We also research and write whitepapers on IoT security topics for individual companies or for research organisations such as the Leading Edge Forum, where an example of our work has recently been described.
What is IoT-QF?
In our work with companies who have projects where they are starting to work with the tools and concepts of the Internet of Things, we found that it was too easy for an IT team to make big mistakes in how they thought about security and privacy. Common mistakes are to focus just on the device, rather than the broader eco-system of applications, data and cloud services.
The Internet of Things Security Quadrent Framework (IoT-QF) is a simple tool that guides the thinking of business leaders, project teams and the information security group into what should be considered in adoption of IoT technologies, and the fundamental strategic implications that underpin apparently tactical decisions on security and privacy
IoT Quadrent Framework Assessment
Security and the IoT environment is not only new, with new concepts and approaches that need to be adopted, it is also multi-dimensional. New suppliers and vendors need to understand the risks in your business and the security scenarios that would impact customer privacy or business integrity. Regulators and other stakeholders will learn more of this new way of working and develop new rules and regulations for which you will need to position yourself in this marketplace.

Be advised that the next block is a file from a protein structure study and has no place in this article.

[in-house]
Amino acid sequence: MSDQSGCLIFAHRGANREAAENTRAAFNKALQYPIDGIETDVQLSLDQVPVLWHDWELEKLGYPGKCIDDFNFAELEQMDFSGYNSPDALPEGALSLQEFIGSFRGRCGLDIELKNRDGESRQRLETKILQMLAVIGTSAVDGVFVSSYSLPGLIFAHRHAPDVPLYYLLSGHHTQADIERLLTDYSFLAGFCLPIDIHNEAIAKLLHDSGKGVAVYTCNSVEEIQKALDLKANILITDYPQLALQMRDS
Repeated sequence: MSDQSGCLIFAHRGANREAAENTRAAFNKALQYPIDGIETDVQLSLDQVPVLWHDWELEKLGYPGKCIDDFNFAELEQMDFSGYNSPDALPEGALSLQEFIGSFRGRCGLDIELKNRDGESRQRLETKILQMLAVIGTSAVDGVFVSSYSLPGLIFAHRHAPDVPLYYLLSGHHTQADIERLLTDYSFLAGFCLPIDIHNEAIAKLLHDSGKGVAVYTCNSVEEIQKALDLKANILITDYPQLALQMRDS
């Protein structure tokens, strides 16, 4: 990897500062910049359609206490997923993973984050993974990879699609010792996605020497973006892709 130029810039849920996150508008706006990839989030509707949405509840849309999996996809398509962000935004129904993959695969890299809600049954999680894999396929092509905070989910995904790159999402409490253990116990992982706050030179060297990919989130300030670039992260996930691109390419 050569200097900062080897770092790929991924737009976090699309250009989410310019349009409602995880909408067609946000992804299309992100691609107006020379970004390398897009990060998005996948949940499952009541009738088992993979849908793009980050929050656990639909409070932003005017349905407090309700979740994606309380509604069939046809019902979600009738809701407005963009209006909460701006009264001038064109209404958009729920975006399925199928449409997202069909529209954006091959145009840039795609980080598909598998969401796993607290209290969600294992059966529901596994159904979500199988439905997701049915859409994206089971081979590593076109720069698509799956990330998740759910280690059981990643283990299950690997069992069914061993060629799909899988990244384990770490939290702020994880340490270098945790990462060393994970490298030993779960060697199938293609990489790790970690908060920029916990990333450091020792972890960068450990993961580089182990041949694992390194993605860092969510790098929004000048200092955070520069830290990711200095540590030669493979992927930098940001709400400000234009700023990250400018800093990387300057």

The IoT Quadrent Framework assessment tool helps identify key strategic questions that allow the executive to set the ‘tone’ of the adoption of IoT and the resulting expectations for the secure development and operation of the IoTsystems. Early IoT experiences are already showing that the rate of change in IoT use and adoption, as well as the nature of partnerships, can rapidly change the risk profile. The assessment framework therefore also antcipates change and shows companies how to prepare for this future.